Making patio bigger: ISO semi-permanent solutions

Discussion in 'Bricks, Masonry and Concrete' started by ilyaz, Feb 15, 2013.

  1. Feb 15, 2013 #1

    ilyaz

    ilyaz

    ilyaz

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    We want to make our existing concrete patio bigger. However, we're also thinking that in another couple of years we might want to big addition which would include removing the existing slab altogether. So we're not looking to put a larger concrete slab in. At the same time, since the "couple of years" might stretch to 3 or 4 or 5 and further, we're looking for a solid way of adding to the existing slab so that what we end up with does not fall apart I a year or two.

    As you can see from the photos, the patio has two large trees (+ some PITA bamboo) on one side and slopes down on the other sides. Ideally, we would probably want to expand the patio as close to the trees as possible and then add another couple of feet on the other two sides.

    What sort of solution would recommend for this? How close to the trees do you think we might get? Thanks!

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  2. Feb 15, 2013 #2

    nealtw

    nealtw

    nealtw

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    Not sure of measurements, but I would look at building a wood deck right over the old slab and extend it bigger as you like. With some fancy framing you could build really close to the tree, in a way that you could make the hole bigger when the tree grows. I don't think I would do it in stages.
     
  3. Feb 16, 2013 #3

    Wuzzat?

    Wuzzat?

    Wuzzat?

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    Or you could extend the slab in several directions by 'framing' it with landscape timbers flush with the slab surface.
    It might look like it belongs there, like a picture frame.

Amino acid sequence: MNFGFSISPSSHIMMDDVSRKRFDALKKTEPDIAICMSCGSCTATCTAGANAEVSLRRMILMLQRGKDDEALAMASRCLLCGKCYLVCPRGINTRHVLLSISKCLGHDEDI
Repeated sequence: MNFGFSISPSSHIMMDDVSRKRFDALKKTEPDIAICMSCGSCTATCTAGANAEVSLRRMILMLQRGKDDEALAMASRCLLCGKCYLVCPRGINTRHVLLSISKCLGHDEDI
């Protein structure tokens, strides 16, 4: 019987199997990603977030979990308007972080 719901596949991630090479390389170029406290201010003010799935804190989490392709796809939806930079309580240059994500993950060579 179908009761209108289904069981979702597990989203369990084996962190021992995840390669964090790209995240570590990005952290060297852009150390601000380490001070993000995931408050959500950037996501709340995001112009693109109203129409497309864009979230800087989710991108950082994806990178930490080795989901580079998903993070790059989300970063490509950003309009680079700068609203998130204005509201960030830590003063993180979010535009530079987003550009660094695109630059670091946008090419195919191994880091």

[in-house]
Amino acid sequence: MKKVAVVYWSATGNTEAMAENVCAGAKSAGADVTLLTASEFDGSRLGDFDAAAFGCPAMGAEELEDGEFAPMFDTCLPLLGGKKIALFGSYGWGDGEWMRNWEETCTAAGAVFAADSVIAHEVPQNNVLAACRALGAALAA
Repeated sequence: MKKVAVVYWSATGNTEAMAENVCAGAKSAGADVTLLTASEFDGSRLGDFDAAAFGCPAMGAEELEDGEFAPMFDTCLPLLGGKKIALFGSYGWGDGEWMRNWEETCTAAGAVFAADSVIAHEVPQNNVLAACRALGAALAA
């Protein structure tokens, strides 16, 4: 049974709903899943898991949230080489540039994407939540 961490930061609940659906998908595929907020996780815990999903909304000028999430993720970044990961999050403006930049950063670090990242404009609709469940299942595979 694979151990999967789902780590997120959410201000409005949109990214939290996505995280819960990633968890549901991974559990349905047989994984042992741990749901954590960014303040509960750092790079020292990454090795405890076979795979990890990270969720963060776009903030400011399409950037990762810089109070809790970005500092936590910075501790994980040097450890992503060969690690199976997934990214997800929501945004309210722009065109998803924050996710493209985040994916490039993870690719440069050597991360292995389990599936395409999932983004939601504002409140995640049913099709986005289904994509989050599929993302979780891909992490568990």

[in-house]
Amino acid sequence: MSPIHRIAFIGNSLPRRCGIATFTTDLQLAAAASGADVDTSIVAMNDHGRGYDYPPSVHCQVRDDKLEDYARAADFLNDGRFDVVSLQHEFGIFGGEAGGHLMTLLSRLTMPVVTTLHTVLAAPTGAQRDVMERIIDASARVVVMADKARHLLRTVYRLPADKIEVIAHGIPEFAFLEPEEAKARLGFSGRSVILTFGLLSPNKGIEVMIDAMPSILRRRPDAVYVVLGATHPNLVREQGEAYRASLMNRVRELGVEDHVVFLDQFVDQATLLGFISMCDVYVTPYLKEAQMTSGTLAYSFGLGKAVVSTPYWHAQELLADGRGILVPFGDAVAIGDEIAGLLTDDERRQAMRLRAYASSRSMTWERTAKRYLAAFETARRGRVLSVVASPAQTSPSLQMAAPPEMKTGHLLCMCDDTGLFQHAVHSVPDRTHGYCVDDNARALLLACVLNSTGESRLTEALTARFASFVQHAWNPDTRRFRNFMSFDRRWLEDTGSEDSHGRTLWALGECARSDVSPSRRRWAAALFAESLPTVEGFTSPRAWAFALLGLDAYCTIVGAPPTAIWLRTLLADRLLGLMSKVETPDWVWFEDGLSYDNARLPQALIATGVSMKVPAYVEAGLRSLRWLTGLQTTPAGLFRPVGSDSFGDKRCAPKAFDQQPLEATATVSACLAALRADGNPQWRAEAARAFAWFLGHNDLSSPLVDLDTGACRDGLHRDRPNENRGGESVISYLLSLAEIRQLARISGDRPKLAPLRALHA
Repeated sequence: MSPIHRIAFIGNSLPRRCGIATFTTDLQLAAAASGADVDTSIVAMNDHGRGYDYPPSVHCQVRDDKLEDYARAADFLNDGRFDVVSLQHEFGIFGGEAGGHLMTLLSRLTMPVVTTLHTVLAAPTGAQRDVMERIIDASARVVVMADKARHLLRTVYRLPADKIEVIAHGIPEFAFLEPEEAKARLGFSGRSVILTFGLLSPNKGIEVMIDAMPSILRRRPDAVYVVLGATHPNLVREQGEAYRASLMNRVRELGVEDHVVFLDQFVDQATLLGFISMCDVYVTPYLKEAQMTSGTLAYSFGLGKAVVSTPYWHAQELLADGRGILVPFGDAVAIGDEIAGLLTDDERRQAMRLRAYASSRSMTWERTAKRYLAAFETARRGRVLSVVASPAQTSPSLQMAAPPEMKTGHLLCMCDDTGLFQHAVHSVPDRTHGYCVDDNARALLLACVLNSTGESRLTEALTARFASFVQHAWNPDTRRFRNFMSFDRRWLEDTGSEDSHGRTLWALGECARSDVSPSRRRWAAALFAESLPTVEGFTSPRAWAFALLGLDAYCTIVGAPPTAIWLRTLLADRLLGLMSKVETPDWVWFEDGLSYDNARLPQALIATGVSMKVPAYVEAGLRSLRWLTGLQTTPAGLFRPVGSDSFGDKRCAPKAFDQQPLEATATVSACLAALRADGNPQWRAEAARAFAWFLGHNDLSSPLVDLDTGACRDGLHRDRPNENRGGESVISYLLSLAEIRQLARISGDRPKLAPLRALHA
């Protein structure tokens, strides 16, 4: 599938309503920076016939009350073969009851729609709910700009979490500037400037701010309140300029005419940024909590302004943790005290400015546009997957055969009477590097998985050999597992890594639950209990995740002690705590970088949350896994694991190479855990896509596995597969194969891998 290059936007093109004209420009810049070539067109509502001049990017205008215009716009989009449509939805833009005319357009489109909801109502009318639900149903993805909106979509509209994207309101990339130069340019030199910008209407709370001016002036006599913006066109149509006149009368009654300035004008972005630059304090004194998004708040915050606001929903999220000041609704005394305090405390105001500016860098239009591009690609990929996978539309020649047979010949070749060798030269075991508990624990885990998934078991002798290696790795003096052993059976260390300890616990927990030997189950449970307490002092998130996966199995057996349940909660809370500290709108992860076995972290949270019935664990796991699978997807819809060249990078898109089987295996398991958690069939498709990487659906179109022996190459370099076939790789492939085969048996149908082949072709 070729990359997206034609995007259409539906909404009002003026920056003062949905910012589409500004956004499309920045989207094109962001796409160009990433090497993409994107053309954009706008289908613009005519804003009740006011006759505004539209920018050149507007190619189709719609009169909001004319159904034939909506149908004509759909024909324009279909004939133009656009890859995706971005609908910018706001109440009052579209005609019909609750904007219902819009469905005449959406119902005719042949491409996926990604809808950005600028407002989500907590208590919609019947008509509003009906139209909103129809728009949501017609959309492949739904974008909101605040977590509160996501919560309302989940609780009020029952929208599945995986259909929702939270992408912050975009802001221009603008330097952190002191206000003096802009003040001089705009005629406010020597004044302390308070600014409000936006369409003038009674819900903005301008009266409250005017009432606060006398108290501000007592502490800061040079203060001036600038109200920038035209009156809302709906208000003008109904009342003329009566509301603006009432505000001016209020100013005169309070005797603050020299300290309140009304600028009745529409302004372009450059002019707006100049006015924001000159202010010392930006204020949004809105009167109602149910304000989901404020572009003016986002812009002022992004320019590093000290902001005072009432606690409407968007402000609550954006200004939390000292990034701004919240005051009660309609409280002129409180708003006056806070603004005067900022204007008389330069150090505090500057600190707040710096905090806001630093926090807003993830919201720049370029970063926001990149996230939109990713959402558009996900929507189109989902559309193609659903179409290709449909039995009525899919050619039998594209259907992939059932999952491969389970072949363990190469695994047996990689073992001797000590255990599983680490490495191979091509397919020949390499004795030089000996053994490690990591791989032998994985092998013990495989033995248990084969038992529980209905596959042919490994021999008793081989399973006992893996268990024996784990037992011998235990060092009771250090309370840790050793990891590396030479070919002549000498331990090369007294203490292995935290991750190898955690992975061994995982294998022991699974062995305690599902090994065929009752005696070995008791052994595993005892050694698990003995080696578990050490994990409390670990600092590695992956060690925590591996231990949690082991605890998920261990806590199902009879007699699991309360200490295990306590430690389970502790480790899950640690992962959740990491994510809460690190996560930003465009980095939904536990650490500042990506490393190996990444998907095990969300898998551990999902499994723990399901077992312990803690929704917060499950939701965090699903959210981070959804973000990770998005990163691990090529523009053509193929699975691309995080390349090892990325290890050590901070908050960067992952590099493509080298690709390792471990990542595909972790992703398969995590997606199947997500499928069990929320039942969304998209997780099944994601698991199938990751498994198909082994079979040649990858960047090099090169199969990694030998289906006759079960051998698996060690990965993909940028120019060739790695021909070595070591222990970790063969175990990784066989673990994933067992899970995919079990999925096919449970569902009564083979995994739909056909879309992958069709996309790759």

4. Feb 20, 2013 #4

    BridgeMan

    BridgeMan

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    To answer your original question--a good way to kill any tree is to place an impervious barrier (plastic, concrete, etc.) under the drip line area. Doing so deprives the roots of oxygen that they need. With trees as large as yours, stay at least 5 or 6 feet away. Of course, a wooden deck is a different matter, and can be built within a few inches of the trees' trunks. Expect to encounter serious roots when excavating for the deck's footings, though.
     
  5. Mar 11, 2013 #5

    frankflynn

    frankflynn

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    Cement pavers - something like a tile but typically 2"-4" thick.

    You might be able to find some free off of craigslist - or buy them. Cheapest is to just add the ares you want with free ones, next step up would be buy ones that match the existing concrete and for a really nice look rip out the patio and replace all with pavers.

    The advantages are: easy installation (no more work than poured concrete) but super easy removal and you can reuse them later - if you do add on you might want a different patio and you can use the same ones. You can make almost any shape with them although it's far easier if you don't need to cut them.

    They can go right up to the tree (you will have to remove the surface roots) - they allow water to pass between them and soak into the ground so the trees will still get water and you don't have to worry about pooling in your yard.

    And if after your new addition is done you can give them away for free (might be able to sell them - but let's not get greedy) that would save you some $ from not have to dump them.

    The traditional installation is to remove the dirt and to frame the area with some kind of 2"x4" (that can take being in contact with the dirt) add an inch or two of sand to make it easy to level. Then put the pavers down so they are all level and snug then put some sand on top - sweep it around so it fills the cracks and you are done.

    Should you not get to your addition for 10 years or so and the tree creates some bump in the pavers you can dig out just that area and re-level just that spot.

    Good Luck,
    F
     

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